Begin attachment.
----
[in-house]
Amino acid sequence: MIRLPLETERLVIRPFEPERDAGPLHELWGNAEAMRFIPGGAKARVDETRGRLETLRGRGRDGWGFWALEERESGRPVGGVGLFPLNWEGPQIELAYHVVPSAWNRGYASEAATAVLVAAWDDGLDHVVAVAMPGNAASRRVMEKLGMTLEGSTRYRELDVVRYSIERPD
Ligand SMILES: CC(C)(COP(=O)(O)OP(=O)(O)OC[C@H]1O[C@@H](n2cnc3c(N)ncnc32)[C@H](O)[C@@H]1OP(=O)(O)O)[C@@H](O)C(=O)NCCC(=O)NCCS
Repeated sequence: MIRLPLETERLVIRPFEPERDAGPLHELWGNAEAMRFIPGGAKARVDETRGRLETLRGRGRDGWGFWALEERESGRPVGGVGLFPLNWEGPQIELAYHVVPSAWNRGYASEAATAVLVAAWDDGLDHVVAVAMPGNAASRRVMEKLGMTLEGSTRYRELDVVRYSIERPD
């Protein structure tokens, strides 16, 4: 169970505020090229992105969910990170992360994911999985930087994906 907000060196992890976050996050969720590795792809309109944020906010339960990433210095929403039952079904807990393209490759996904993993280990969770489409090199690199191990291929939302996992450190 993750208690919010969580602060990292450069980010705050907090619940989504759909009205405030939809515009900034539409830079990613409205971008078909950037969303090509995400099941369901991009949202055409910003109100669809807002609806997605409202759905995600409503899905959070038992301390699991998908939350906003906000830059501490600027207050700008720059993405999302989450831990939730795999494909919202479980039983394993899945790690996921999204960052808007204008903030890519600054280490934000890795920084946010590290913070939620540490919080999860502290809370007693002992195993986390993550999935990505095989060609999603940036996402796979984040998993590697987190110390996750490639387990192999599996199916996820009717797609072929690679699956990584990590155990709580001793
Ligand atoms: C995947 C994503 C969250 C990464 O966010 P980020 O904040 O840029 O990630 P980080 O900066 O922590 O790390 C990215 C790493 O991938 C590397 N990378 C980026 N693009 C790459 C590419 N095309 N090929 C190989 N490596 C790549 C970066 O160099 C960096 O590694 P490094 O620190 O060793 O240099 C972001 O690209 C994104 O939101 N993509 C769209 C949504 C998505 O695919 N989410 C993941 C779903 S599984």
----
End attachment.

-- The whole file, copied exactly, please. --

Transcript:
[in-house]
Amino acid sequence: MIRLPLETERLVIRPFEPERDAGPLHELWGNAEAMRFIPGGAKARVDETRGRLETLRGRGRDGWGFWALEERESGRPVGGVGLFPLNWEGPQIELAYHVVPSAWNRGYASEAATAVLVAAWDDGLDHVVAVAMPGNAASRRVMEKLGMTLEGSTRYRELDVVRYSIERPD
Ligand SMILES: CC(C)(COP(=O)(O)OP(=O)(O)OC[C@H]1O[C@@H](n2cnc3c(N)ncnc32)[C@H](O)[C@@H]1OP(=O)(O)O)[C@@H](O)C(=O)NCCC(=O)NCCS
Repeated sequence: MIRLPLETERLVIRPFEPERDAGPLHELWGNAEAMRFIPGGAKARVDETRGRLETLRGRGRDGWGFWALEERESGRPVGGVGLFPLNWEGPQIELAYHVVPSAWNRGYASEAATAVLVAAWDDGLDHVVAVAMPGNAASRRVMEKLGMTLEGSTRYRELDVVRYSIERPD
């Protein structure tokens, strides 16, 4: 169970505020090229992105969910990170992360994911999985930087994906 907000060196992890976050996050969720590795792809309109944020906010339960990433210095929403039952079904807990393209490759996904993993280990969770489409090199690199191990291929939302996992450190 993750208690919010969580602060990292450069980010705050907090619940989504759909009205405030939809515009900034539409830079990613409205971008078909950037969303090509995400099941369901991009949202055409910003109100669809807002609806997605409202759905995600409503899905959070038992301390699991998908939350906003906000830059501490600027207050700008720059993405999302989450831990939730795999494909919202479980039983394993899945790690996921999204960052808007204008903030890519600054280490934000890795920084946010590290913070939620540490919080999860502290809370007693002992195993986390993550999935990505095989060609999603940036996402796979984040998993590697987190110390996750490639387990192999599996199916996820009717797609072929690679699956990584990590155990709580001793
Ligand atoms: C995947 C994503 C969250 C990464 O966010 P980020 O904040 O840029 O990630 P980080 O900066 O922590 O790390 C990215 C790493 O991938 C590397 N990378 C980026 N693009 C790459 C590419 N095309 N090929 C190989 N490596 C790549 C970066 O160099 C960096 O590694 P490094 O620190 O060793 O240099 C972001 O690209 C994104 O939101 N993509 C769209 C949504 C998505 O695919 N989410 C993941 C779903 S599984």